Saturday, 21 January 2012

Game 7: The Black Cauldron - Won!

Taran Wanderer Journal Entry 2: “What an emotional ride today has been. First I helped Princess Eilonwy escape the prison and found an awesome magic sword, and then I rescued a bard named Fflewddur from another part of the castle. I even managed to save Hen Wen and got her to safety right before the Horned King made her show him where the cauldron was. As if all that wasn’t exciting enough, I then visited a strange underground kingdom where King Eiddileg gave me some magic flying dust. I used it to access a witches’ house across the river and traded my magic sword for the Black Cauldron. Just when I thought I’d finally stopped the Horned King and his wicked scheme, a gwythaint stole the cauldron from me and took it back to the castle. Summoning the little courage I had left, I climbed the mountain back up to the castle, realising that the only way to stop the Horned King was to throw myself into the cauldron, sacrificing myself in the process. Just as I was about to do it, my loyal little furry friend Gurgi jumped into the cauldron instead, destroying the Horned King, his castle, and himself. My devastation at the loss of my friend was short lived, as the witches traded me his life back for the cauldron, meaning everything worked out in the end. Prydain is safe and I’ve got some great new friends!”

If the above rundown sounds convoluted, well you don’t know the half of it (unless you've played it of course). It took me a total of six hours to finish The Black Cauldron and I can’t say I had much idea what was going on half the time. I rescued people who never showed up again, was given items that played no part in the game, was constantly rewarded for counterintuitive decisions, and was left feeling empty during an ending that was supposed to be highly emotional. I don’t think Al Lowe had any idea how challenging it would be to take a movie plot and present it as an adventure game and I think he realised things were not going well when he bailed towards the end of the project. He managed to squeeze in a lot of the characters, items and locations from the movie into the game, but with no controlled plot or linear progression to tie them all together, you end up with a game only really enjoyable by those who already know what happens and can fill in all the gaps on the way.

In other words, the game technology won't allow me to have a companion anymore so you better go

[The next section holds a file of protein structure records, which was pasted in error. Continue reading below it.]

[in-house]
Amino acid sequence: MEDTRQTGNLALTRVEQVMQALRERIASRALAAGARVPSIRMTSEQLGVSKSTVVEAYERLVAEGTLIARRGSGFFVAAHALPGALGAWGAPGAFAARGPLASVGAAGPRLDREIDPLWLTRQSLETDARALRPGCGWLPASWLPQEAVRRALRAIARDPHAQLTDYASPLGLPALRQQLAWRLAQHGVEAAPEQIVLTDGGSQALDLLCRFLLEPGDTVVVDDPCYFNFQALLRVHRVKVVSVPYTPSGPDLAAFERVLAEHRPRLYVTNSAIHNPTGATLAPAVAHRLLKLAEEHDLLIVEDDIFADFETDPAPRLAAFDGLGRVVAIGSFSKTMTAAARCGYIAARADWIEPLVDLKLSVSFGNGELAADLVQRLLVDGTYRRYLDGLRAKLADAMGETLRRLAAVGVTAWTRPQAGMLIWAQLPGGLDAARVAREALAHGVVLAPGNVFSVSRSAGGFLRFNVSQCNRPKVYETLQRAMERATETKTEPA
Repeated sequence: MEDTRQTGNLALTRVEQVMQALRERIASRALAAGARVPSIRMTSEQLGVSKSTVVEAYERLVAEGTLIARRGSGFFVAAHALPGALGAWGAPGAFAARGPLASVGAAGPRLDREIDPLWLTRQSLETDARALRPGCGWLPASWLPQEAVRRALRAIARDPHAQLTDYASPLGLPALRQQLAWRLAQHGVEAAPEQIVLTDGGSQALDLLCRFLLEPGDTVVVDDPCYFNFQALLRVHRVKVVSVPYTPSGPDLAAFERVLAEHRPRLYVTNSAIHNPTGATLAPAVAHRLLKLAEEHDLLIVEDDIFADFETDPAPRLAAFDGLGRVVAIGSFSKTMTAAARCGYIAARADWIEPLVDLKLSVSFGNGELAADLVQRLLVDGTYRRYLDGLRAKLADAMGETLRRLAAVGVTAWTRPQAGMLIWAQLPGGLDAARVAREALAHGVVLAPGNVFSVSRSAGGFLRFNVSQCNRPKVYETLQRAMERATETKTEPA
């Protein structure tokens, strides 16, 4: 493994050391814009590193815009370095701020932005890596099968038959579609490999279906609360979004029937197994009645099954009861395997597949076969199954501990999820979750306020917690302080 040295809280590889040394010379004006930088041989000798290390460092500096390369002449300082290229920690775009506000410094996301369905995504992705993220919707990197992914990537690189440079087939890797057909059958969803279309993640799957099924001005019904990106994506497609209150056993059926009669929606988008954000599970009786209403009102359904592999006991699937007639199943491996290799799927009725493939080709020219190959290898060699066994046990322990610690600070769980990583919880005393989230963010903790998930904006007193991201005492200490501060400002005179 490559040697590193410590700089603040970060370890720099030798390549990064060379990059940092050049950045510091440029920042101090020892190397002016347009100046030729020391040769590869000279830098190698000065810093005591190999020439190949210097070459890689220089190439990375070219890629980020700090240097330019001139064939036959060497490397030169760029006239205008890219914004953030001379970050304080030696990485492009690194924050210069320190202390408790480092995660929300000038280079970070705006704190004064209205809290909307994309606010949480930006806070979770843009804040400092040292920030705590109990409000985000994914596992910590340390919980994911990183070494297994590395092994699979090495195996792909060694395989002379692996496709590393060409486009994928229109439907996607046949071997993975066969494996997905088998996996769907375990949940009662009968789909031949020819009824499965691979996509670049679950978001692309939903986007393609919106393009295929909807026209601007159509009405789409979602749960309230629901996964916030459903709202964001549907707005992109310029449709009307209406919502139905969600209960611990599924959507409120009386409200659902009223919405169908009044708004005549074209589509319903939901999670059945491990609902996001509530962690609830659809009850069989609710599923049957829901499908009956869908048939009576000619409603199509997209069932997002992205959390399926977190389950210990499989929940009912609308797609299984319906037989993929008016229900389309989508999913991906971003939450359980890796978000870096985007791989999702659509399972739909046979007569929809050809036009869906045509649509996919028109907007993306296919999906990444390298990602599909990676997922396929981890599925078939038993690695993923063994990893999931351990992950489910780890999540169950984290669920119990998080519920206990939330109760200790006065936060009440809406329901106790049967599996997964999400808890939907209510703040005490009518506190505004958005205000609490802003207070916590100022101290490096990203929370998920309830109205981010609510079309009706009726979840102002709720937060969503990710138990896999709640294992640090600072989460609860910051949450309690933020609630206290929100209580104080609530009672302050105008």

The perfect example of this is the character Gurgi. Gurgi is the little furry creature I met at the beginning of the game. I gave him an apple and he told me he was now my friend. I assume that Gurgi becomes a companion of Taran’s in the books and movie, and that they experience many things together through the course of the story. That would make Gurgi’s presence at the finale make sense and his sacrifice understandable and emotional. In the game, his sudden appearance and sacrifice is completely absurd, and it occurred at a time where the game told me what I was about to do (throw myself into the cauldron), when in fact I had no idea. It’s confusing, forced storytelling, and his sudden reincarnation at the end makes the whole thing meaningless. I was led to believe that the Black Cauldron would be destroyed if a live being got into it, therefore committing suicide in the process. Why then would the three witches bargain his life back (they also offered all sort of other treasures) for a completely non-magical cauldron?

...there was that day I gave him an apple other day where I gave him an apple. I miss him so much!

There is one notable positive to come out of The Black Cauldron and that is the use of a branching storyline. There are numerous ways to “complete” the game, with all of them ranging in satisfaction and points. I first completed the game by sacrificing myself into the cauldron as soon as I got it (therefore making it powerless and not allowing the grythaint to steal it), but that resulted in only 173 points, and the game hinting at the fact this was not the ultimate finish. I then restored and let the gwythaint take it (yet another example of the game rewarding me for counterintuitive actions), and was then able to go to the castle for the big finale (where I apparently just try to sacrifice myself anyway!!!). I’ve since read a walkthrough to see what other ways there are to complete the game, but most of them revolve around which of the witches’ offers you accept on the way. There’s no doubt that the branching storyline merely adds to the confusion in the case of The Black Cauldron, but it should be noted that this is the first true example of a technique that would become popular in the genre and eventually used very successfully.

Seemed like the logical thing to do, but it's not what you wanted me to do is it Mr Dungeon Master

I can’t say I didn’t enjoy The Black Cauldron at all. When I knew what my goal was and could just focus on achieving it, there was much fun to be had. But it has to be said that the game is pretty hard going for someone with no prior knowledge of the story, and the pioneering features (non text parser interface, branching storyline) are not implemented anywhere near as well as they would be down the track. Al Lowe and his crew were on a hiding to nothing with this game. Players who know the story from either the books or the movie would breeze through it. Players who don’t know the story won’t have much idea what’s going on. Either way, it’s not very satisfying, so I now know why it kind of disappeared into obscurity while so many other Sierra games have hung around. I’m happy that I got through it and can move onto something else.